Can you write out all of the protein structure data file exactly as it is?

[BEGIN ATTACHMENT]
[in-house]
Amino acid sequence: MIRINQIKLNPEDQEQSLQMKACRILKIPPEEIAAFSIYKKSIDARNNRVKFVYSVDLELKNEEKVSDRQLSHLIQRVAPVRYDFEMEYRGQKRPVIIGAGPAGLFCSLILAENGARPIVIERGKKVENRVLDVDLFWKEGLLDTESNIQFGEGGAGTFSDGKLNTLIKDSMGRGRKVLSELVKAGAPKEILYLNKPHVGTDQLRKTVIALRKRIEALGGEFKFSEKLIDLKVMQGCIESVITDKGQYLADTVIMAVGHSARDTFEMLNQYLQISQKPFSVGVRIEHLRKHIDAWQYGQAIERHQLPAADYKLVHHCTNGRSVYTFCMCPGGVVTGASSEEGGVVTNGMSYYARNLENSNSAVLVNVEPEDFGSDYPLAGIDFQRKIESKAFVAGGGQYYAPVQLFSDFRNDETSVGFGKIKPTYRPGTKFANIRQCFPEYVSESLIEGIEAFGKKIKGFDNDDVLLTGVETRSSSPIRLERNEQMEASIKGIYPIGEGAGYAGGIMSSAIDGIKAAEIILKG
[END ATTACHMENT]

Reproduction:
[in-house]
Amino acid sequence: MIRINQIKLNPEDQEQSLQMKACRILKIPPEEIAAFSIYKKSIDARNNRVKFVYSVDLELKNEEKVSDRQLSHLIQRVAPVRYDFEMEYRGQKRPVIIGAGPAGLFCSLILAENGARPIVIERGKKVENRVLDVDLFWKEGLLDTESNIQFGEGGAGTFSDGKLNTLIKDSMGRGRKVLSELVKAGAPKEILYLNKPHVGTDQLRKTVIALRKRIEALGGEFKFSEKLIDLKVMQGCIESVITDKGQYLADTVIMAVGHSARDTFEMLNQYLQISQKPFSVGVRIEHLRKHIDAWQYGQAIERHQLPAADYKLVHHCTNGRSVYTFCMCPGGVVTGASSEEGGVVTNGMSYYARNLENSNSAVLVNVEPEDFGSDYPLAGIDFQRKIESKAFVAGGGQYYAPVQLFSDFRNDETSVGFGKIKPTYRPGTKFANIRQCFPEYVSESLIEGIEAFGKKIKGFDNDDVLLTGVETRSSSPIRLERNEQMEASIKGIYPIGEGAGYAGGIMSSAIDGIKAAEIILKG